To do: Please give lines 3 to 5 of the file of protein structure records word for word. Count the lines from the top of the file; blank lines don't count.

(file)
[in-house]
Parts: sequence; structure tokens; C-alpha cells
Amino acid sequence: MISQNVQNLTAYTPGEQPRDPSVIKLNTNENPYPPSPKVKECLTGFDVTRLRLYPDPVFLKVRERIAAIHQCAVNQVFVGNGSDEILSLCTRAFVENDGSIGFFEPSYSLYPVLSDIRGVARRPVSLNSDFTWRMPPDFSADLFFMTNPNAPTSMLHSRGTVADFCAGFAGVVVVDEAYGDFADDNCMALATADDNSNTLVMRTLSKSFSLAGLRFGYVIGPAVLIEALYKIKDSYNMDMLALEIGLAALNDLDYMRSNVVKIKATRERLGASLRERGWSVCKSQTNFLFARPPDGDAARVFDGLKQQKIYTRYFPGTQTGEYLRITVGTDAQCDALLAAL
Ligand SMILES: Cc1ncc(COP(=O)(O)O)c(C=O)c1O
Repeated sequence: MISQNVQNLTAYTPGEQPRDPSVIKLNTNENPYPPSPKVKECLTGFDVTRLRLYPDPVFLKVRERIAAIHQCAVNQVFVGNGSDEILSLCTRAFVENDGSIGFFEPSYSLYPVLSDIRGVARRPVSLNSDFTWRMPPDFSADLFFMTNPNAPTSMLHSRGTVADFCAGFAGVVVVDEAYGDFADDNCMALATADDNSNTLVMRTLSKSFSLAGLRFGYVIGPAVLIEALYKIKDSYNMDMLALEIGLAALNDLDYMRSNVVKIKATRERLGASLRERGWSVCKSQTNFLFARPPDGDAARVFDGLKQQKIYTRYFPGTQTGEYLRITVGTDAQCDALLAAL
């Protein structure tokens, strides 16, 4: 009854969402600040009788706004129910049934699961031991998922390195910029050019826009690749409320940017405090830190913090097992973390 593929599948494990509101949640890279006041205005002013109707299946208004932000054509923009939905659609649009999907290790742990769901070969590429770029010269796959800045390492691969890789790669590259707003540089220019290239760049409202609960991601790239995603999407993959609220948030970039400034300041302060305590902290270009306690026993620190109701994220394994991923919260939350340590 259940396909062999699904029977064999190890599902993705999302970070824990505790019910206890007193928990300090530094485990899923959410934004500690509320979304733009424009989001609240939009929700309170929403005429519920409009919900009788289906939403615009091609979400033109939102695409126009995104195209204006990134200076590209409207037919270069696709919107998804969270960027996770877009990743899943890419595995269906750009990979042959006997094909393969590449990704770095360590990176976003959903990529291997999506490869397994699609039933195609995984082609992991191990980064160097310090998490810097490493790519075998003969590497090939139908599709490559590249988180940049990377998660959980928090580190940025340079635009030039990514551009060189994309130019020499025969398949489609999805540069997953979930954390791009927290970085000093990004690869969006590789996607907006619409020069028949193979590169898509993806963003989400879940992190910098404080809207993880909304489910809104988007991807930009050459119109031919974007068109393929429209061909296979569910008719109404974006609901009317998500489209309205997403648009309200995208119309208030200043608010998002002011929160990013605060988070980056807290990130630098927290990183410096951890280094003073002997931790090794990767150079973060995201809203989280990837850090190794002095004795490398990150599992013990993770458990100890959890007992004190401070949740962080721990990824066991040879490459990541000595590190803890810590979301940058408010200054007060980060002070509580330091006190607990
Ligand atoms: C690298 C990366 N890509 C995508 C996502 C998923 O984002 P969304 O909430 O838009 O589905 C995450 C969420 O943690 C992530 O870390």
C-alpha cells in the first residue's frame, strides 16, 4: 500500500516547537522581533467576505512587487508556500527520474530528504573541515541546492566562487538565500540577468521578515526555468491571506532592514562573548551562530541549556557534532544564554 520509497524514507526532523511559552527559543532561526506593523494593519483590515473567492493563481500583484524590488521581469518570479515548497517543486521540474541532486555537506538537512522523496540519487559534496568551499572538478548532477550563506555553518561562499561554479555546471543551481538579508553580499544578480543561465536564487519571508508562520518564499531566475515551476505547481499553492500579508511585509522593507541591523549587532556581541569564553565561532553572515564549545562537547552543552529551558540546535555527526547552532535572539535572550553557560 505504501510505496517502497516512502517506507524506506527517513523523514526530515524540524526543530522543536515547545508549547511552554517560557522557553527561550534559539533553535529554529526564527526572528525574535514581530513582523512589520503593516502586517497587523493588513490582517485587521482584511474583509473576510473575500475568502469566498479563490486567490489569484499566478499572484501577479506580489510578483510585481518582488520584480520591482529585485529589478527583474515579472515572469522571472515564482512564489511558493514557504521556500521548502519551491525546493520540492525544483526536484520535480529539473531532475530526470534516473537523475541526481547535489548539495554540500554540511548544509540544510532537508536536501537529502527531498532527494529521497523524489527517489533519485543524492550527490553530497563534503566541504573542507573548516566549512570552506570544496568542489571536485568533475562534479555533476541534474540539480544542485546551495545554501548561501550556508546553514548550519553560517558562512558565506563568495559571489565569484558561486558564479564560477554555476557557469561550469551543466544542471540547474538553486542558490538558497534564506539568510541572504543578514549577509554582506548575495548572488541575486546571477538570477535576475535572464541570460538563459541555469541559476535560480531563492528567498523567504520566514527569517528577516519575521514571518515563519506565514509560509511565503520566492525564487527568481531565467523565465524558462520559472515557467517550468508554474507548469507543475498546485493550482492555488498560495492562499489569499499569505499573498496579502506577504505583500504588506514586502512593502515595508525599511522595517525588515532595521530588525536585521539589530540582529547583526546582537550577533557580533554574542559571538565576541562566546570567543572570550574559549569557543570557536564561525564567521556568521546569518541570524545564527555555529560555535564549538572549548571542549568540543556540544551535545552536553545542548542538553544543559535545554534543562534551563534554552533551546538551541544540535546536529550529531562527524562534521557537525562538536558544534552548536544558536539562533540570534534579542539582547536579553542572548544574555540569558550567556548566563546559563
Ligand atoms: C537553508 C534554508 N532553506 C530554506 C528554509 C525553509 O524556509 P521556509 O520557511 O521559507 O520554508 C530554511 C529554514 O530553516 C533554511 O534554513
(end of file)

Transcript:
Amino acid sequence: MISQNVQNLTAYTPGEQPRDPSVIKLNTNENPYPPSPKVKECLTGFDVTRLRLYPDPVFLKVRERIAAIHQCAVNQVFVGNGSDEILSLCTRAFVENDGSIGFFEPSYSLYPVLSDIRGVARRPVSLNSDFTWRMPPDFSADLFFMTNPNAPTSMLHSRGTVADFCAGFAGVVVVDEAYGDFADDNCMALATADDNSNTLVMRTLSKSFSLAGLRFGYVIGPAVLIEALYKIKDSYNMDMLALEIGLAALNDLDYMRSNVVKIKATRERLGASLRERGWSVCKSQTNFLFARPPDGDAARVFDGLKQQKIYTRYFPGTQTGEYLRITVGTDAQCDALLAAL
Ligand SMILES: Cc1ncc(COP(=O)(O)O)c(C=O)c1O
Repeated sequence: MISQNVQNLTAYTPGEQPRDPSVIKLNTNENPYPPSPKVKECLTGFDVTRLRLYPDPVFLKVRERIAAIHQCAVNQVFVGNGSDEILSLCTRAFVENDGSIGFFEPSYSLYPVLSDIRGVARRPVSLNSDFTWRMPPDFSADLFFMTNPNAPTSMLHSRGTVADFCAGFAGVVVVDEAYGDFADDNCMALATADDNSNTLVMRTLSKSFSLAGLRFGYVIGPAVLIEALYKIKDSYNMDMLALEIGLAALNDLDYMRSNVVKIKATRERLGASLRERGWSVCKSQTNFLFARPPDGDAARVFDGLKQQKIYTRYFPGTQTGEYLRITVGTDAQCDALLAAL